The emphasis is on the teacher leading this process, which means that the teacher needs to be thinking about these things too, rather than just knowing them. I find that really exciting; it’s not only about me teaching the pupil, although that is, of course, important! It’s about me learning, all the time, how to translate something which I just know into something which my pupils can understand too.

SingTrue – a brilliant new app

As I’ve said before, I have come to the conclusion that there are three things which are vital in order to be able to sing well. These are:

critical listening [ears]

good breathing [voice]

confidence [mind]

Last term I took on the challenge of teaching a young member of our sports staff to sing. She revealed over lunch one day that not only could she not sing, but that she was terrified of singing. I found this hard to believe – she seemed like the confident type to me! So it was with great surprise, when she came for her first lesson, that I discovered that she really was completely traumatized even by the prospect of singing, to the point where she was reduced to a quivering wreck. Genuinely so. I won’t forget that lesson, ever.

singtrue2Over the coming weeks we coined the term ‘humming lessons’! It quickly became apparent that our main difficulty was simply going to be able to get her to make any sound at all, never mind dealing with any pitching issues. And when, eventually, she managed to hum a note, it became clear that her ability to pitch was as bad as I’ve ever encountered (that’s bad, by the way). Wow, what a project!

On the whole, without practice things don’t get better. Using a knife and fork is tricky at first. And if as a trumpet player your tone is a little rough, it doesn’t actually get any better unless you practise regularly. And if you haven’t sung for the best part of *15 years since being publically humilated in front of the rest of the class in Year Five, you won’t have had much practice at pitching notes accurately.

Several months ago I was contacted by Christopher Sutton from EasyEarTraining.com, who was planning on designing an app to help people to sing. He had encountered our Choir who can’t sing project on my blog, and wanted to tap into my experience. I had my doubts; after all, probably the biggest part of this whole initiative depends on me! The whole confidence thing is tackled by me getting alongside each individual and saying ‘Come on, I believe you can do this!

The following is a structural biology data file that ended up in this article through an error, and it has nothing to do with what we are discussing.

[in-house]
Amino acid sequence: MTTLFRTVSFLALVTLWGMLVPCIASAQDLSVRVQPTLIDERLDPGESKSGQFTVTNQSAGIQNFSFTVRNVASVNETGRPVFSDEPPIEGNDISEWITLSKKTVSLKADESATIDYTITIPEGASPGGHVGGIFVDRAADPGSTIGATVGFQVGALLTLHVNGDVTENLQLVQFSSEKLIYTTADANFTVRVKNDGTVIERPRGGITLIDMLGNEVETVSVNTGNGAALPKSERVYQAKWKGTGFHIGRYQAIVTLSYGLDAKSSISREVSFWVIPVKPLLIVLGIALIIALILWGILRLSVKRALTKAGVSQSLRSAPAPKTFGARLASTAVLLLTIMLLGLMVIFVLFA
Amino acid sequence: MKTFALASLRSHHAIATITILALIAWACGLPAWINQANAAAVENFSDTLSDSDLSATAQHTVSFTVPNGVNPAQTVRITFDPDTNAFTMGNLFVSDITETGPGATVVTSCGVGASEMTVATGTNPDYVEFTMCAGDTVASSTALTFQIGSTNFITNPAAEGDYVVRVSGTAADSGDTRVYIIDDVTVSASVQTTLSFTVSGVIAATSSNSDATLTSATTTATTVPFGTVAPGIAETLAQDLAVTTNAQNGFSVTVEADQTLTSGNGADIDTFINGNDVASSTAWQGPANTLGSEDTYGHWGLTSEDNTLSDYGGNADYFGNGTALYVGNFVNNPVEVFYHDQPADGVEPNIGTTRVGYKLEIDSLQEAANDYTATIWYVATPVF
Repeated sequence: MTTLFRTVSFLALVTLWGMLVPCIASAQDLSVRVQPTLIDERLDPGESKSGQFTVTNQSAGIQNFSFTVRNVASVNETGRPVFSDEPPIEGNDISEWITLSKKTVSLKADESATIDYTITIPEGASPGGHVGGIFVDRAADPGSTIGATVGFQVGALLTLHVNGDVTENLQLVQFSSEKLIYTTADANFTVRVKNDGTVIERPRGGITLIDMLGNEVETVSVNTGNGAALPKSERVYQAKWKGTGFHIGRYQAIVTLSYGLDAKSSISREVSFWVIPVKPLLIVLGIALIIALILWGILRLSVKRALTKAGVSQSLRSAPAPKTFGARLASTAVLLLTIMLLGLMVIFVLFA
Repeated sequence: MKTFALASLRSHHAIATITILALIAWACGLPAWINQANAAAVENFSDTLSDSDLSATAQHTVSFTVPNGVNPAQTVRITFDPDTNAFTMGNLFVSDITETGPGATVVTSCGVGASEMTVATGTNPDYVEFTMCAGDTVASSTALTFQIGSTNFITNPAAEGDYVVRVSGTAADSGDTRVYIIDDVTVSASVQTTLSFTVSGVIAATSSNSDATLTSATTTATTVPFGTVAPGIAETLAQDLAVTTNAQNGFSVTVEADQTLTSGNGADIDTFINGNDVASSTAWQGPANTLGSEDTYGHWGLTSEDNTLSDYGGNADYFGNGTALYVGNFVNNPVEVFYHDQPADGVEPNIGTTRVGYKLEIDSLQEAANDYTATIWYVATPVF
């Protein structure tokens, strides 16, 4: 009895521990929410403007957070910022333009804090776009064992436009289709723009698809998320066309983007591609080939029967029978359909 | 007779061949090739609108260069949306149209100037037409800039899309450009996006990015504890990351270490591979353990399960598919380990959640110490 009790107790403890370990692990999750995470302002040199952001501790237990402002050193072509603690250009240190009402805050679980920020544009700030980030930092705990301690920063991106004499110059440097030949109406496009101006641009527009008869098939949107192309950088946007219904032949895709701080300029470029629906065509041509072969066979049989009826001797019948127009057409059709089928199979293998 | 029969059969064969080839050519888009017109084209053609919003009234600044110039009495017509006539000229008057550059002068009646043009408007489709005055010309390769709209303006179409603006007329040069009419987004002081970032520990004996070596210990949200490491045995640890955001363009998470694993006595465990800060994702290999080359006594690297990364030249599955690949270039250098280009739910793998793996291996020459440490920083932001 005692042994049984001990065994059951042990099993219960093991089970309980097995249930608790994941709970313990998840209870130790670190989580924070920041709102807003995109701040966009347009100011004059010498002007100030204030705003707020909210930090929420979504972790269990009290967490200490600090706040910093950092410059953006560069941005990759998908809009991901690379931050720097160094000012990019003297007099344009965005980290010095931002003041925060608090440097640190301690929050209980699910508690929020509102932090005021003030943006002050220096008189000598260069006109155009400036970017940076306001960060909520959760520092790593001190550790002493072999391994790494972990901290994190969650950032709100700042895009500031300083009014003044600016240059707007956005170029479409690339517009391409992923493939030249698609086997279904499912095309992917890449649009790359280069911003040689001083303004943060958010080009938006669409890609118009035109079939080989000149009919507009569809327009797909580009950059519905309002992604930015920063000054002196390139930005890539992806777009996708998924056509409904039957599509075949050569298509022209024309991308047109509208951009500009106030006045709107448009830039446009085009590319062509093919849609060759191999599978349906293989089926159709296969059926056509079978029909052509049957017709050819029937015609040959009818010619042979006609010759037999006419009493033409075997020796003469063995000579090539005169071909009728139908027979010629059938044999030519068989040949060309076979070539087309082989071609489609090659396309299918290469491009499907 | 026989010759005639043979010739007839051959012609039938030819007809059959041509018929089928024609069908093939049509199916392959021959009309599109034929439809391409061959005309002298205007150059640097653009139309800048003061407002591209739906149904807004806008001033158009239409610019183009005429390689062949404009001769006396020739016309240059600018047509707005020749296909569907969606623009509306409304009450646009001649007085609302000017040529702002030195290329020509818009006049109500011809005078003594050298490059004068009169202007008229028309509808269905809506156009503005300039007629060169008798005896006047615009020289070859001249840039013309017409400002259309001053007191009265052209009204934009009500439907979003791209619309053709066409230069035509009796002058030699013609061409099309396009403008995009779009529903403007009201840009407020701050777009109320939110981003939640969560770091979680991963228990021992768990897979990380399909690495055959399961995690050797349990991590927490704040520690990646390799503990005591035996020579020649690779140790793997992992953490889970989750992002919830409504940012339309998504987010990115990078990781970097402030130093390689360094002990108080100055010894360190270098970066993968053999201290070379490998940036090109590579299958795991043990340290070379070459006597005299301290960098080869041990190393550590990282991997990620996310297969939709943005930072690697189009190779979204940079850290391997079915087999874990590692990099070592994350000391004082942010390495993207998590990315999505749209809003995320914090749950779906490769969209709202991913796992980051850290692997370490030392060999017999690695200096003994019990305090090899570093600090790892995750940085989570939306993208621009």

targetEnter SingTrue, launched next week for iPhone/iPad, and in a word, brilliant! No surprise that there are three modules – ears, voice, mind. I have been amazed (and flattered) to see so many of my little teaching tricks – and those of others too – incorporated into this clever piece of software. I’ve been been playing with the app for the last few days (official release date 21 October) but it has suddenly dawned on me that there is one potentially huge problem with my teaching; me! I’m there, in the room, with my pupil. And therefore the whole confidence element is a problem. In many instances it’s not insurmountable, and in fact most boys just get on with it. Girls generally find this more difficult though, and in the case of this pupil, I realise now that I was getting in the way! I think this is a great app. I wouldn’t want to be replaced by an app, but it does allow those who’ve had no practice to have a go, without fear of being heard by anyone – however encouraging their teacher might try to be.